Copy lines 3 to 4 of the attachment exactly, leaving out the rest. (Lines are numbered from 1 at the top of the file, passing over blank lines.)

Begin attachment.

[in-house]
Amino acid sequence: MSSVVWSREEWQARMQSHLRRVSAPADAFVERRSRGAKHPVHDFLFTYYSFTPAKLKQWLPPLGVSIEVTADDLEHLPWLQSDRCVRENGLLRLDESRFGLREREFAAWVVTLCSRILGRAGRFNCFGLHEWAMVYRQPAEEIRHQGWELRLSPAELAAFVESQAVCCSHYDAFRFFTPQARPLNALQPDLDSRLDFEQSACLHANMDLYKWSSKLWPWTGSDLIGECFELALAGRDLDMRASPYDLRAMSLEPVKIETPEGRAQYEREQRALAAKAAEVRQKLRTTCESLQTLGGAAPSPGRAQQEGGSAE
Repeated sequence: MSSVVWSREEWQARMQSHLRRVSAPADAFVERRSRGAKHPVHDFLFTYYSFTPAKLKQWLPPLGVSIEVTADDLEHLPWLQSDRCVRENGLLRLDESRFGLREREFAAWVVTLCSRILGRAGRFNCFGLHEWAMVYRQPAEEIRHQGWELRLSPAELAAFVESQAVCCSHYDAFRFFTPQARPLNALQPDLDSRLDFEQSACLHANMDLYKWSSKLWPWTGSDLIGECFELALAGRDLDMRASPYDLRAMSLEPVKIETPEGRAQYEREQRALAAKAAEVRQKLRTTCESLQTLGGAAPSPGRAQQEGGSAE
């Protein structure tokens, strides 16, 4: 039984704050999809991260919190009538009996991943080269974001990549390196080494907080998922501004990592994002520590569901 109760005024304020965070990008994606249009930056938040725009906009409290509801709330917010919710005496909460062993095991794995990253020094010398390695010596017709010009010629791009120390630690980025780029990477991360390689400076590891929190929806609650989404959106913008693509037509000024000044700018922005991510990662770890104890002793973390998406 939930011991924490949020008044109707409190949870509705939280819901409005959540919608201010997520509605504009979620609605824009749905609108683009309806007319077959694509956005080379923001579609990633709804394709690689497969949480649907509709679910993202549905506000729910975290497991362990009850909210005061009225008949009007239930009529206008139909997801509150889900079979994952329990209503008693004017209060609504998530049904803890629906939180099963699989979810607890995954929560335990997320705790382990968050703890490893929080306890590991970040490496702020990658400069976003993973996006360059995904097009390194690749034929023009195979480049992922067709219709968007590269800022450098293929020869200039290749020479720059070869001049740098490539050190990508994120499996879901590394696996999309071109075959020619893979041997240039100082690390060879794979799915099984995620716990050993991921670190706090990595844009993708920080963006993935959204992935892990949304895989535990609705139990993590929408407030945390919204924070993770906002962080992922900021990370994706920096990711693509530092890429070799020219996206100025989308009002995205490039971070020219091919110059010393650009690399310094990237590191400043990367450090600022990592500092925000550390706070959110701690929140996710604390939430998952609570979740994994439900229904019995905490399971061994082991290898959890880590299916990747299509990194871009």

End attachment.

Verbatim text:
Repeated sequence: MSSVVWSREEWQARMQSHLRRVSAPADAFVERRSRGAKHPVHDFLFTYYSFTPAKLKQWLPPLGVSIEVTADDLEHLPWLQSDRCVRENGLLRLDESRFGLREREFAAWVVTLCSRILGRAGRFNCFGLHEWAMVYRQPAEEIRHQGWELRLSPAELAAFVESQAVCCSHYDAFRFFTPQARPLNALQPDLDSRLDFEQSACLHANMDLYKWSSKLWPWTGSDLIGECFELALAGRDLDMRASPYDLRAMSLEPVKIETPEGRAQYEREQRALAAKAAEVRQKLRTTCESLQTLGGAAPSPGRAQQEGGSAE
């Protein structure tokens, strides 16, 4: 039984704050999809991260919190009538009996991943080269974001990549390196080494907080998922501004990592994002520590569901 109760005024304020965070990008994606249009930056938040725009906009409290509801709330917010919710005496909460062993095991794995990253020094010398390695010596017709010009010629791009120390630690980025780029990477991360390689400076590891929190929806609650989404959106913008693509037509000024000044700018922005991510990662770890104890002793973390998406 939930011991924490949020008044109707409190949870509705939280819901409005959540919608201010997520509605504009979620609605824009749905609108683009309806007319077959694509956005080379923001579609990633709804394709690689497969949480649907509709679910993202549905506000729910975290497991362990009850909210005061009225008949009007239930009529206008139909997801509150889900079979994952329990209503008693004017209060609504998530049904803890629906939180099963699989979810607890995954929560335990997320705790382990968050703890490893929080306890590991970040490496702020990658400069976003993973996006360059995904097009390194690749034929023009195979480049992922067709219709968007590269800022450098293929020869200039290749020479720059070869001049740098490539050190990508994120499996879901590394696996999309071109075959020619893979041997240039100082690390060879794979799915099984995620716990050993991921670190706090990595844009993708920080963006993935959204992935892990949304895989535990609705139990993590929408407030945390919204924070993770906002962080992922900021990370994706920096990711693509530092890429070799020219996206100025989308009002995205490039971070020219091919110059010393650009690399310094990237590191400043990367450090600022990592500092925000550390706070959110701690929140996710604390939430998952609570979740994994439900229904019995905490399971061994082991290898959890880590299916990747299509990194871009």